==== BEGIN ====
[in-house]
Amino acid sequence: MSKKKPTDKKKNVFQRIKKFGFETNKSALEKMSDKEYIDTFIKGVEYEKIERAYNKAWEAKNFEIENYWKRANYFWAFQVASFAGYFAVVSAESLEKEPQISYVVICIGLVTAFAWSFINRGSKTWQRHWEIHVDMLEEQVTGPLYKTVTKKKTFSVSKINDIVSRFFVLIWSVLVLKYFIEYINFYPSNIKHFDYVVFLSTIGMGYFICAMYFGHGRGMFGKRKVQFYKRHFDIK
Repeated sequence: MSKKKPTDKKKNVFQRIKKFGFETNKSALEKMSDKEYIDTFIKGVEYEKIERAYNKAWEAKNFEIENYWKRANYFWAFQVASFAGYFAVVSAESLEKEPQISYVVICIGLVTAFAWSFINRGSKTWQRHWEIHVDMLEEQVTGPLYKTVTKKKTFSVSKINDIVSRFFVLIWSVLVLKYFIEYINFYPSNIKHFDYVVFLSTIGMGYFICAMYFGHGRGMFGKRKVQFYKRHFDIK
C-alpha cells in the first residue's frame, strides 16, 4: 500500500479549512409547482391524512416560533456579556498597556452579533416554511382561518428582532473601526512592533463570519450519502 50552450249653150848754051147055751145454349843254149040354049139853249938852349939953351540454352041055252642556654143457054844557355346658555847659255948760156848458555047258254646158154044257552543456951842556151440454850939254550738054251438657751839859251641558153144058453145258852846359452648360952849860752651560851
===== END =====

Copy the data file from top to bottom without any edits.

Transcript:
[in-house]
Amino acid sequence: MSKKKPTDKKKNVFQRIKKFGFETNKSALEKMSDKEYIDTFIKGVEYEKIERAYNKAWEAKNFEIENYWKRANYFWAFQVASFAGYFAVVSAESLEKEPQISYVVICIGLVTAFAWSFINRGSKTWQRHWEIHVDMLEEQVTGPLYKTVTKKKTFSVSKINDIVSRFFVLIWSVLVLKYFIEYINFYPSNIKHFDYVVFLSTIGMGYFICAMYFGHGRGMFGKRKVQFYKRHFDIK
Repeated sequence: MSKKKPTDKKKNVFQRIKKFGFETNKSALEKMSDKEYIDTFIKGVEYEKIERAYNKAWEAKNFEIENYWKRANYFWAFQVASFAGYFAVVSAESLEKEPQISYVVICIGLVTAFAWSFINRGSKTWQRHWEIHVDMLEEQVTGPLYKTVTKKKTFSVSKINDIVSRFFVLIWSVLVLKYFIEYINFYPSNIKHFDYVVFLSTIGMGYFICAMYFGHGRGMFGKRKVQFYKRHFDIK
C-alpha cells in the first residue's frame, strides 16, 4: 500500500479549512409547482391524512416560533456579556498597556452579533416554511382561518428582532473601526512592533463570519450519502 50552450249653150848754051147055751145454349843254149040354049139853249938852349939953351540454352041055252642556654143457054844557355346658555847659255948760156848458555047258254646158154044257552543456951842556151440454850939254550738054251438657751839859251641558153144058453145258852846359452648360952849860752651560851